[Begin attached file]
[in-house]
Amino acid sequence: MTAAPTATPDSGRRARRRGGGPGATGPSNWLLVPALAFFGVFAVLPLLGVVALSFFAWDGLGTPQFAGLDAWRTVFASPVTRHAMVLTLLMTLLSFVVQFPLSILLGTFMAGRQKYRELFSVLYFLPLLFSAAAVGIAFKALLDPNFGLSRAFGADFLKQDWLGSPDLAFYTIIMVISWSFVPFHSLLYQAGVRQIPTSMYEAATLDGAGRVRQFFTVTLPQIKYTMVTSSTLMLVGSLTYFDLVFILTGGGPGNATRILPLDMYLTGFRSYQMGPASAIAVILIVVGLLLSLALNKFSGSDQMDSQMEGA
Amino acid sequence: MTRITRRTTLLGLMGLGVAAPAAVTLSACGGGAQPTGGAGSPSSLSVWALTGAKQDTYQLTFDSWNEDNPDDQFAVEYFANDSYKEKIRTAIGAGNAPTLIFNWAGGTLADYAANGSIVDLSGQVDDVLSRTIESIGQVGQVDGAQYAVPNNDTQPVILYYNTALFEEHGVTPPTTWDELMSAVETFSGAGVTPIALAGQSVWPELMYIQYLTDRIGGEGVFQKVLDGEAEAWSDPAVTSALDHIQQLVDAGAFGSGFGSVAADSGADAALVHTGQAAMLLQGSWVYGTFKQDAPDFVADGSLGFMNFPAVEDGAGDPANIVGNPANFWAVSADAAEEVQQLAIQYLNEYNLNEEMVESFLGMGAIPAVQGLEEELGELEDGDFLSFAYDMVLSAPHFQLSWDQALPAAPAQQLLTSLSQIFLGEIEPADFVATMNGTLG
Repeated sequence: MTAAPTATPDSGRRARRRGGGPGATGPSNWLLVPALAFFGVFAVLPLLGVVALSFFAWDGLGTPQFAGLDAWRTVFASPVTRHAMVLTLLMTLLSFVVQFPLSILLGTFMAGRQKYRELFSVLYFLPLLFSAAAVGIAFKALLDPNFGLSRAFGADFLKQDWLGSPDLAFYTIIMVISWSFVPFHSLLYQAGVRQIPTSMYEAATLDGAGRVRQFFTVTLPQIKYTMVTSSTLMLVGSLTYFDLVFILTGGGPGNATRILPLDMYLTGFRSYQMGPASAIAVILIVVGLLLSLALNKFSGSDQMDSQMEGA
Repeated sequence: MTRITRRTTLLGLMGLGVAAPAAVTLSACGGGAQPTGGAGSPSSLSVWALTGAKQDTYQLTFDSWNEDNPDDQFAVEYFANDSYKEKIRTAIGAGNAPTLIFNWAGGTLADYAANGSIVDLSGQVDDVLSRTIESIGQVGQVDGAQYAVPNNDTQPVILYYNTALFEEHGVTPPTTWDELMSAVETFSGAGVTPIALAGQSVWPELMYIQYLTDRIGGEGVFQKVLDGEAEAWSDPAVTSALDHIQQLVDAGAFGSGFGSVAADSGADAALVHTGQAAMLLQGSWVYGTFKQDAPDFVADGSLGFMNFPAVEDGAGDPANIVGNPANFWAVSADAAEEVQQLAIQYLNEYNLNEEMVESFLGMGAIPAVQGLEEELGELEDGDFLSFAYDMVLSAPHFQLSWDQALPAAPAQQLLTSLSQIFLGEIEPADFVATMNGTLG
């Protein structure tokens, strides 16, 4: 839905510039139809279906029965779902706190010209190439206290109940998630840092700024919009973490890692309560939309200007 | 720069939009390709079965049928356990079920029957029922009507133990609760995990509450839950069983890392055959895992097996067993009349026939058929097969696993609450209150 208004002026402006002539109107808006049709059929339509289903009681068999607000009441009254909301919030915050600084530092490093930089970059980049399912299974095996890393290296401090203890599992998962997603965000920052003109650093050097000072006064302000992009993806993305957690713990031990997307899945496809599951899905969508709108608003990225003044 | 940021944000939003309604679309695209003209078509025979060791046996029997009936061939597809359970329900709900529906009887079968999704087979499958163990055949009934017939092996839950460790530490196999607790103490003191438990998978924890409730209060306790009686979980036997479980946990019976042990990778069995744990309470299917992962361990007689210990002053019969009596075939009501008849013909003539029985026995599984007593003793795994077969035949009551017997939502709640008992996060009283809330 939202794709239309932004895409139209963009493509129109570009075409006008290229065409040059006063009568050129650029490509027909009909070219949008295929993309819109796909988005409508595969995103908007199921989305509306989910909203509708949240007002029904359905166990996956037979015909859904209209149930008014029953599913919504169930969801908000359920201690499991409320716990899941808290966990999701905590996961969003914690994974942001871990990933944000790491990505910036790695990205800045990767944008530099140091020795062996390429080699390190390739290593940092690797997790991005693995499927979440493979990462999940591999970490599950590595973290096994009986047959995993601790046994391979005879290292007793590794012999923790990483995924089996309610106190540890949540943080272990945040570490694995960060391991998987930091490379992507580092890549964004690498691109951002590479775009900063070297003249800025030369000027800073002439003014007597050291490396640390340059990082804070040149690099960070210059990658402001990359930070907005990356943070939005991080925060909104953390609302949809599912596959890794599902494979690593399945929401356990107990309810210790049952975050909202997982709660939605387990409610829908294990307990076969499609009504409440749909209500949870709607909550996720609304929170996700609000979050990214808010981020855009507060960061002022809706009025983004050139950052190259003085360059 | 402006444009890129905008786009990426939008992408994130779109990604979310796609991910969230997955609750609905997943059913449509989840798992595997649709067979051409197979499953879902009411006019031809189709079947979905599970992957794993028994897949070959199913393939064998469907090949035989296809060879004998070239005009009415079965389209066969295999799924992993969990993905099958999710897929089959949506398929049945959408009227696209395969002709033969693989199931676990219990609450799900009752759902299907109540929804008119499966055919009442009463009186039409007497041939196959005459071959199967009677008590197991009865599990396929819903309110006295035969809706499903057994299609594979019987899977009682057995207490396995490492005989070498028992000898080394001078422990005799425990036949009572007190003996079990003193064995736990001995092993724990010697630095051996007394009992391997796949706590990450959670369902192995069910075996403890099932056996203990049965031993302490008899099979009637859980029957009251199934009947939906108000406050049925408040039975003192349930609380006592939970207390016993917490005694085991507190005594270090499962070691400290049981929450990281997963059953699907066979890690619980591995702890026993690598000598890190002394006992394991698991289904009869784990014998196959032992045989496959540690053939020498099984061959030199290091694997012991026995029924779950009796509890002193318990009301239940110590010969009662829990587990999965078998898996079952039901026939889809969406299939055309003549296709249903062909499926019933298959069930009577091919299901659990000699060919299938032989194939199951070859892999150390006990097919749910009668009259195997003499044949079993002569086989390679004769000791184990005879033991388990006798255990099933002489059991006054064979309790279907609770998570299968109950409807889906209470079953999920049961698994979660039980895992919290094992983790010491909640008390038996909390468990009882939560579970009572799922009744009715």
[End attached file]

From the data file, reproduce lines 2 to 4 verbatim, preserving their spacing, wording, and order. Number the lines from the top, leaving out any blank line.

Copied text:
Amino acid sequence: MTAAPTATPDSGRRARRRGGGPGATGPSNWLLVPALAFFGVFAVLPLLGVVALSFFAWDGLGTPQFAGLDAWRTVFASPVTRHAMVLTLLMTLLSFVVQFPLSILLGTFMAGRQKYRELFSVLYFLPLLFSAAAVGIAFKALLDPNFGLSRAFGADFLKQDWLGSPDLAFYTIIMVISWSFVPFHSLLYQAGVRQIPTSMYEAATLDGAGRVRQFFTVTLPQIKYTMVTSSTLMLVGSLTYFDLVFILTGGGPGNATRILPLDMYLTGFRSYQMGPASAIAVILIVVGLLLSLALNKFSGSDQMDSQMEGA
Amino acid sequence: MTRITRRTTLLGLMGLGVAAPAAVTLSACGGGAQPTGGAGSPSSLSVWALTGAKQDTYQLTFDSWNEDNPDDQFAVEYFANDSYKEKIRTAIGAGNAPTLIFNWAGGTLADYAANGSIVDLSGQVDDVLSRTIESIGQVGQVDGAQYAVPNNDTQPVILYYNTALFEEHGVTPPTTWDELMSAVETFSGAGVTPIALAGQSVWPELMYIQYLTDRIGGEGVFQKVLDGEAEAWSDPAVTSALDHIQQLVDAGAFGSGFGSVAADSGADAALVHTGQAAMLLQGSWVYGTFKQDAPDFVADGSLGFMNFPAVEDGAGDPANIVGNPANFWAVSADAAEEVQQLAIQYLNEYNLNEEMVESFLGMGAIPAVQGLEEELGELEDGDFLSFAYDMVLSAPHFQLSWDQALPAAPAQQLLTSLSQIFLGEIEPADFVATMNGTLG
Repeated sequence: MTAAPTATPDSGRRARRRGGGPGATGPSNWLLVPALAFFGVFAVLPLLGVVALSFFAWDGLGTPQFAGLDAWRTVFASPVTRHAMVLTLLMTLLSFVVQFPLSILLGTFMAGRQKYRELFSVLYFLPLLFSAAAVGIAFKALLDPNFGLSRAFGADFLKQDWLGSPDLAFYTIIMVISWSFVPFHSLLYQAGVRQIPTSMYEAATLDGAGRVRQFFTVTLPQIKYTMVTSSTLMLVGSLTYFDLVFILTGGGPGNATRILPLDMYLTGFRSYQMGPASAIAVILIVVGLLLSLALNKFSGSDQMDSQMEGA